Home Industry News Releases Washington Wine Reports Warm Year, Low Yields and Good Quality in 2021

Washington Wine Reports Warm Year, Low Yields and Good Quality in 2021

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Annual wine production report shows 179,600 tons of grapes harvested last fall

SEATTLE (April 14, 2022)—Washington’s 2021 wine grape harvest was marked by record-breaking heat during the growing season, resulting in low yields of high-quality fruit. The Washington State Wine Commission’s annual Grape Production Report, compiled with information provided by all Washington State wineries, showed 179,600 tons of wine grapes were harvested in 2021, just slightly more than the previous year.

“Both 2020 and 2021 were small harvests, but unlike the previous year where a myriad of factors contributed to a smaller harvest, in 2021 there was really one major factor that impacted yield size across the state—the historic heat event in June,” explained Steve Warner, President of the Washington State Wine Commission.

At the end of June, a heat dome descended upon the west coast shattering previous temperature records. Growers reported that vineyards fared well overall during the extreme heat, but it did contribute to a reduction in berry size and cluster size. The rest of the growing season continued to be warm, and 2021 is considered to be one of the warmest vintages on record.

“Though a very warm year, temperatures did cool down to allow for extended ripening through September and October,” Warner said. “Our winemakers and growers reported the overall quality of the fruit to be fantastic with great flavor and concentration.”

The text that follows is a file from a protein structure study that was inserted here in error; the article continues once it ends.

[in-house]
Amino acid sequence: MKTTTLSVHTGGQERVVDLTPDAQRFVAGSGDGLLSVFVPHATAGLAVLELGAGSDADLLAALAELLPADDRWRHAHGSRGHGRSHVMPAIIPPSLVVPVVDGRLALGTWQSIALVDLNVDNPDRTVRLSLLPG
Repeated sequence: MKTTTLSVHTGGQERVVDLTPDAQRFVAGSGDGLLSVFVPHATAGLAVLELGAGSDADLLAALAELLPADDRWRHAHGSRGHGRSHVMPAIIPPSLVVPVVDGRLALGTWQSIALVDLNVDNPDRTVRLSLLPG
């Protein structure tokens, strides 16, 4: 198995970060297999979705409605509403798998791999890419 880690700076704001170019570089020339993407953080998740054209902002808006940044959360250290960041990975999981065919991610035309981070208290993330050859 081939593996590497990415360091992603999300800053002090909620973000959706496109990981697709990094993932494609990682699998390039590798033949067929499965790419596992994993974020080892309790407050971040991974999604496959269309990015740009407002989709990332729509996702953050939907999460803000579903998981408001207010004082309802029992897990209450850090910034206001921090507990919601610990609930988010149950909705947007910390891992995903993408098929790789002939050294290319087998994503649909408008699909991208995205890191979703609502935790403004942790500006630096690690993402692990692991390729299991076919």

Cabernet Sauvignon has been Washington’s most produced variety since 2015, and this year it came in at 50,865 tons, 28% of the total. Chardonnay was second at 25,675 tons or 14% of the total. Riesling, Merlot, Syrah and Sauvignon Blanc rounded out the top six, which altogether equated to 84% of the crop. Though the total crop was up only 1% over 2020, several varieties fared well during the heat event, specifically Syrah which grew by 15% and Sauvignon Blanc which grew by 8%. Farmers received an average of $1,460 per ton, a decrease of $35 from the previous year. Mourvèdre received the highest average price per ton at $2,447.

 About the Washington State Wine Commission:

The Washington State Wine Commission (WSWC) represents every licensed winery and wine grape grower in Washington State. Guided by an appointed board, WSWC provides a marketing platform to raise positive awareness about the Washington wine industry and generate greater demand for its wines. Funded almost entirely by the industry through assessments based on grape and wine sales, WSWC is a state government agency, established by the legislature in 1987. To learn more, visit www.washingtonwine.org.

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